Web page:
Who the hell was composer Leroy Shield?
Without benefit of knowing director/producer Hal Roach’s iconic, early sound comedy output (including hundreds of Laurel and Hardy, Our Gang, aka The Little Rascals, and Charley Chase comedy shorts), you might well be forgiven for not knowing that Shield contributed some of the most tunefully engaging and whimsical instrumental underscoring ever set to classic film comedy.
But seriously, who the hell was Leroy Shield – and why did Roach not want you to know?
Even the homepage for Shield’s website (created posthumously, of course), opens with a disclaimer
“Leroy Shield … for a few years in the 1930s, wrote music for Hollywood. He was the uncredited composer of the music in Hal Roach’s ‘Little Rascals’ and ‘Laurel & Hardy’ films.”
“Uncredited” is an understatement. As composer, Shield (1893 – 1962) received no credit for over 175 Hal Roach shorts and features. Only in the titles of Our Relations (1936), a Laurel and Hardy feature film, was Shield finally credited for musical scored and direction.
It may have been thanks to Stan Laurel, the producer of Our Relations, that Shield finally received any Roach credit at all. Marvin Hatley, Shield’s musical director/composer colleague at Roach, also received title credits for Stan Laurel’s productions of Way Out West (1937) and Blockheads (1938), the latter receiving an Oscar nomination for Best Picture Film Score.
Conspiracy theories aside, Shield’s compositional underscoring played a huge role in defining the place, time and unique ebullience of Hal Roach’s early comedy two-reelers.
In addition to countless background tunes, Shield also wrote the famous Our Gang theme song, “Good Old Days ,” as well as the title theme for the Charley Chase shorts, “Gangway Charley,” demonstrated here by The Beau Hunks (right), a Dutch musical group named after the 1931 Laurel and Hardy film.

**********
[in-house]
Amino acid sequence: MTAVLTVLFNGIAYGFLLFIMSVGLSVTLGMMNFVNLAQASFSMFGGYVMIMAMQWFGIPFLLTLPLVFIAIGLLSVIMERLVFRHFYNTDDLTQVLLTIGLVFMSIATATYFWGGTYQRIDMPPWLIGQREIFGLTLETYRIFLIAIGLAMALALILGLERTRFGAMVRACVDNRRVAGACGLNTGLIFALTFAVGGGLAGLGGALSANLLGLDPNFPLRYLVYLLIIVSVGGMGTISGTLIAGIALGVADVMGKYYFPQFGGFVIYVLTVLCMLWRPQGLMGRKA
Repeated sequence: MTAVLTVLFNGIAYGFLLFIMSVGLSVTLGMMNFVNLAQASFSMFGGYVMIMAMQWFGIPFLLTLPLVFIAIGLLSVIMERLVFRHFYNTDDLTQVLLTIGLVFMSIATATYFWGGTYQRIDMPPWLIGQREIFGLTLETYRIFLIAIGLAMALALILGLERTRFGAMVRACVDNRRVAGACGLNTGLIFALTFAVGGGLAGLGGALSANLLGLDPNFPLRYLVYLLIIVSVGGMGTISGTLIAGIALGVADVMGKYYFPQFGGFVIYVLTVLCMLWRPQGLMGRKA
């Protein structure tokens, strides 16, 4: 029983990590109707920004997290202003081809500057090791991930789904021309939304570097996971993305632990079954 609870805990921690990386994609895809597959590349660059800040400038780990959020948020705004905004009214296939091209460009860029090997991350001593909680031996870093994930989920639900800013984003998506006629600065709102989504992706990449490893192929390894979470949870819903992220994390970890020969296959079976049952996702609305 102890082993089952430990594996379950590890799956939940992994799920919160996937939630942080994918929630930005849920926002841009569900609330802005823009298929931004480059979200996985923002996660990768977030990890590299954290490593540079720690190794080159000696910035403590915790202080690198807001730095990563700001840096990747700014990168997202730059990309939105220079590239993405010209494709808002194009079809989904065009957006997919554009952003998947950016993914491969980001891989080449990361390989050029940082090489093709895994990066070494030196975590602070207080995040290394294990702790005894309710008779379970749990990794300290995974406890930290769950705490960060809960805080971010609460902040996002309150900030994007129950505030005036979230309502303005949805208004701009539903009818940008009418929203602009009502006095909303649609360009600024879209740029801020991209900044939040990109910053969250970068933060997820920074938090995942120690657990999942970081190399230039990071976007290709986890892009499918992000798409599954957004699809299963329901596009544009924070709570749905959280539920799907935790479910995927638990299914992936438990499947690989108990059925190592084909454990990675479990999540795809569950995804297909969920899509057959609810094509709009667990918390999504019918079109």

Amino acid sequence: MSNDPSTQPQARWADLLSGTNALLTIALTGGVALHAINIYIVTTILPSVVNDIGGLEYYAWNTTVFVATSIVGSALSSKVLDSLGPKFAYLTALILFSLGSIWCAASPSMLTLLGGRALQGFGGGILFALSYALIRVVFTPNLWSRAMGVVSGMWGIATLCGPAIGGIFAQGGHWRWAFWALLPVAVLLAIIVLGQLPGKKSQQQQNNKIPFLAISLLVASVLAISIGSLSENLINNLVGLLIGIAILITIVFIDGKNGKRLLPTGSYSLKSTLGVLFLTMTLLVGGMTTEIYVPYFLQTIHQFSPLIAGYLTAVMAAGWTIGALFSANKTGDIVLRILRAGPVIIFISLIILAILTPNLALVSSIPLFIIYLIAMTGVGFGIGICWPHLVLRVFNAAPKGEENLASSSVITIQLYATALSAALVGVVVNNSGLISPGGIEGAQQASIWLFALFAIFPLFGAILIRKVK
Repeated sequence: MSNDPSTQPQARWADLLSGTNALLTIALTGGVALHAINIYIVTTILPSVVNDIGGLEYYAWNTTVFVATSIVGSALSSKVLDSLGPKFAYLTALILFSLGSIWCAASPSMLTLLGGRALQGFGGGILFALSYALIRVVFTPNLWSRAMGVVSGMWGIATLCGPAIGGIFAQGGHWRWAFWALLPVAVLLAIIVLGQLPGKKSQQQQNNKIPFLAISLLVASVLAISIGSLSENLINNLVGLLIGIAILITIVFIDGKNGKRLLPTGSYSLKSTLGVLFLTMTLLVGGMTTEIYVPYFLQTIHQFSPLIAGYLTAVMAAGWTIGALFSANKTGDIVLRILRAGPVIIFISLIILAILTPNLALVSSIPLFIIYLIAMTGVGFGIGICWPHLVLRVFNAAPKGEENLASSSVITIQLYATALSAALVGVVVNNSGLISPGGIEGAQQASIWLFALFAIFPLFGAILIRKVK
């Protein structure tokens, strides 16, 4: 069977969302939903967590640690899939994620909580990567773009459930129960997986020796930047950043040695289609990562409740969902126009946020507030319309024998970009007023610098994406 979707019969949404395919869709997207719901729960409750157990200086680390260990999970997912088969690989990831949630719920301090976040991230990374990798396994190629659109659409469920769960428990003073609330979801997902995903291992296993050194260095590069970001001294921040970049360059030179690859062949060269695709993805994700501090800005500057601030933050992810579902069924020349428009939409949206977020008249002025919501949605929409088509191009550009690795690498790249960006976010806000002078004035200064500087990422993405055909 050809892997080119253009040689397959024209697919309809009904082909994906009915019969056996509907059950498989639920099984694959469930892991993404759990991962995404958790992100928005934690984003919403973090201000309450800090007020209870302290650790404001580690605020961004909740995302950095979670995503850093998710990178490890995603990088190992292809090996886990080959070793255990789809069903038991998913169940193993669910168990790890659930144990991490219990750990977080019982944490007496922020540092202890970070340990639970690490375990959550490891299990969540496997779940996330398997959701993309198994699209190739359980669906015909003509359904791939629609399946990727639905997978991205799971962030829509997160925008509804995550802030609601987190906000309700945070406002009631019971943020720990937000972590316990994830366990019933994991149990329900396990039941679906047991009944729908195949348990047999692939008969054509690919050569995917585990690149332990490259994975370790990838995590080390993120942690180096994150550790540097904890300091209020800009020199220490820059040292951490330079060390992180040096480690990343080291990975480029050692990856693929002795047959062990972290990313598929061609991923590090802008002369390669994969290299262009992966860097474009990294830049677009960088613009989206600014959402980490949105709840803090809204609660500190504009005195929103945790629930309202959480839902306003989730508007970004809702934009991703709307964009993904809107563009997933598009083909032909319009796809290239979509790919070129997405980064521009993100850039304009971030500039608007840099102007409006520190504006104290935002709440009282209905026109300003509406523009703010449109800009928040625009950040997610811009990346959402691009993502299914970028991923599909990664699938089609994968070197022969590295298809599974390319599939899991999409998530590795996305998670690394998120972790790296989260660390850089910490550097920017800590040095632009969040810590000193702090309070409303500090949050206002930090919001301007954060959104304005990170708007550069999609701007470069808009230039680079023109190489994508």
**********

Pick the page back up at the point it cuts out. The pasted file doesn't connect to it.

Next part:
But thanks to IMDb, it’s clear Shield was a company guy in Roach’s music department and not an exulted film composer. His pieces are titled, but also characterized as “stock arrangements,” meaning they were pulled off the shelf ad hoc.
Thus, the Roach-Shield repertoire, written between 1930 and 1936, was reused with abandon. Even re-reused — for example, when Blotto (1930) – a Laurel and Hardy short originally released without a sound track – was re-released in the late ‘30s with music borrowed from Our Relations. To help lend perspective, the tune “Hide and Seek” made at least 14 appearances in Roach two-reelers between 1930 and 1933.
Consequently, it’s unlikely that Shield’s underscoring ever involved the composer collaboratively sitting down with a sound editor in front of a Moviola. More likely, Shield was called upon to conjure up mood music on a per-need basis, leaving final music choices to the sound editor.
Here are examples of the Roach/Shield musical canon and the moods (my categorizations) with which they were typically associated:*
- Playful Ditties — “Riding Along”
- Jazzin’ It Up — “The Moon and You”
- Sentimental Love Songs — “The One I Love Best”
- Wistful — “Wishing”, “Dog Song”
- Triumphant Finale — “Hide and Go Seek”
- Dumb Moves — ” It’s To Laugh”
- Comedic Effect — “Your Piktur”
*All examples recorded by Beau Hunks. You can find several of the group’s Leroy Shield compilations for purchase on Amazon.
It’s a tiny sample, but one that shows a rich, sophisticated and inspired artist whose original Roach music was a trove of influences, including Ravel, Debussy, Fletcher Henderson, Paul Whiteman and undoubtedly a handful of favorite Tin Pan Alley song writers,whose names I can only guess at.
Unfortunately, the sound editing and mixing of the time didn’t always do justice to Shield. The pieces are sometimes abruptly truncated and often lack sufficient audibility.
Today, thankfully, we have the wonderful performances of The Beau Hunks, the band who painstakingly transcribed and captured the original scores’ esprit de corps and authenticity.
The Our Gang classic Helping Grandma (1931) features the quintessential Shield score. You can stream the two-reeler in its entirety, right here:
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